Ed Luce indulges the Michael Bloomberg presidential bid speculation:
According to those around him, the prospect is not academic. “People here are talking about nothing else,” says a friend who works at Bloomberg’s news operation. The three-times mayor of New York has commissioned polls to look at how he would fare in a three-way race between Donald Trump and Hillary Clinton. Should Bernie Sanders be the Democratic nominee, Mr Bloomberg’s temptation would grow. Who then would speak for voters who believe in free trade, internationalism and global alliances? [bold mine-DL] Not Mr Trump, for sure. Or Mr Sanders. Enter Mayor Bloomberg.
I can’t believe Bloomberg would go through with this, but this has been a very strange election cycle so far. Suppose that Bloomberg’s “worst-case” scenario unfolded and Trump and Sanders were the major party nominees, and he declares his candidacy to protest these results. It would be extremely easy for the two nominees to pillory Bloomberg as the candidate of draconian gun regulation, heavy-handed paternalism, foreign wars, meddling overseas, and unbridled corporatism. It would be a disaster for the Democrats, since a Bloomberg candidacy would almost certainly cause enough Clinton supporters to jump ship and throw the election to Trump. However, it would be useful to show just how little popular support there is for the agenda of elite so-called “centrism.”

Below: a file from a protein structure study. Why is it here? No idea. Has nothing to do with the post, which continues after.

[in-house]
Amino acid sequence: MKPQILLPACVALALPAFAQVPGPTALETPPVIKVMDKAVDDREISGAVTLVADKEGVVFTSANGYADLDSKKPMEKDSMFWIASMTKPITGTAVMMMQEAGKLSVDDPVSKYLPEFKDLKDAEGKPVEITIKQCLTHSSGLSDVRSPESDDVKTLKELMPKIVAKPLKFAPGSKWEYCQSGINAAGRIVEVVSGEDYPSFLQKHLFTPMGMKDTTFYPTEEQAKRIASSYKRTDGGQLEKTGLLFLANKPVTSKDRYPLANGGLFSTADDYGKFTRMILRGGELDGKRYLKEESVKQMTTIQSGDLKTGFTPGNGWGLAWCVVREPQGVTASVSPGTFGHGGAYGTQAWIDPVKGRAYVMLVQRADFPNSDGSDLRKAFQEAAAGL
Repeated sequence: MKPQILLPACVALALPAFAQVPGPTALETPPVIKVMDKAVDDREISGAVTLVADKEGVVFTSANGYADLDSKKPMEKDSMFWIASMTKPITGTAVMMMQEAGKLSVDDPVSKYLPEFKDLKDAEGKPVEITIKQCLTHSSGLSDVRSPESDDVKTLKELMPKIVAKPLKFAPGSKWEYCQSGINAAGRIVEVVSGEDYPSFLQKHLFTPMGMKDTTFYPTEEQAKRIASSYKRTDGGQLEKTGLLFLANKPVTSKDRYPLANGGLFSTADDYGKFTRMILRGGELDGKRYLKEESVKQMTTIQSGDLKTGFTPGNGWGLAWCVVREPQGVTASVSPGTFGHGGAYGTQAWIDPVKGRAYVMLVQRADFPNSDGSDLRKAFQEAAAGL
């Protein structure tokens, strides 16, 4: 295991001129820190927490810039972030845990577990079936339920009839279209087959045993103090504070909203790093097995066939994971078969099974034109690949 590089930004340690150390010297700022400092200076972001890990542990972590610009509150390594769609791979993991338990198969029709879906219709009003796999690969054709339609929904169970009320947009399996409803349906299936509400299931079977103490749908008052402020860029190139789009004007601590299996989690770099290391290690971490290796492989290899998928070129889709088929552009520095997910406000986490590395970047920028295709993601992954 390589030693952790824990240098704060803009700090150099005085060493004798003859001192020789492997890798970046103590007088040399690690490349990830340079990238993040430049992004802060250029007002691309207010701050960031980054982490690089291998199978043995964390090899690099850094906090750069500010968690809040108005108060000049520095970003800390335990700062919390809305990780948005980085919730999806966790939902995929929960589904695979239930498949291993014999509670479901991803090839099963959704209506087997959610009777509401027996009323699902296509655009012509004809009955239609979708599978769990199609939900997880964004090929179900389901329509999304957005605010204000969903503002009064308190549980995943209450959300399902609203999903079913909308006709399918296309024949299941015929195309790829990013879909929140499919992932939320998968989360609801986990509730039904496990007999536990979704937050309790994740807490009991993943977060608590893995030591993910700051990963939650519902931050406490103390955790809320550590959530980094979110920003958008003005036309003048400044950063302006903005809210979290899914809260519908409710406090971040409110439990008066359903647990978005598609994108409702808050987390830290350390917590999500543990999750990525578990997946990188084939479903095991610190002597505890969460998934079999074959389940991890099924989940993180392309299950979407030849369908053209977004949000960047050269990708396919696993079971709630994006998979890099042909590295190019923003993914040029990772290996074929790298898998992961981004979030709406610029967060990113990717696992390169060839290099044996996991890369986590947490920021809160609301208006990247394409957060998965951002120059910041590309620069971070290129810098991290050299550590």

Luce describes Bloomberg’s agenda as positively as possible, but if he were to run he would be a worst-of-both-parties candidate that borrows many of the most harmful and least popular policies from both sides. Bloomberg advisers imagine his campaign promoting “a nonideological, bipartisan, results-oriented vision,” but it would emphasize many of the policies that many Americans dislike most about the major parties right now. Most voters would listen to Bloomberg describe his “vision” and they would hear him arguing for indulging corporate interests, fighting unnecessary wars, and giving more power to an already intrusive and overreaching government. The strong likelihood that he wouldn’t enter the race if Clinton won the nomination speaks volumes about the overlap between their respective agendas.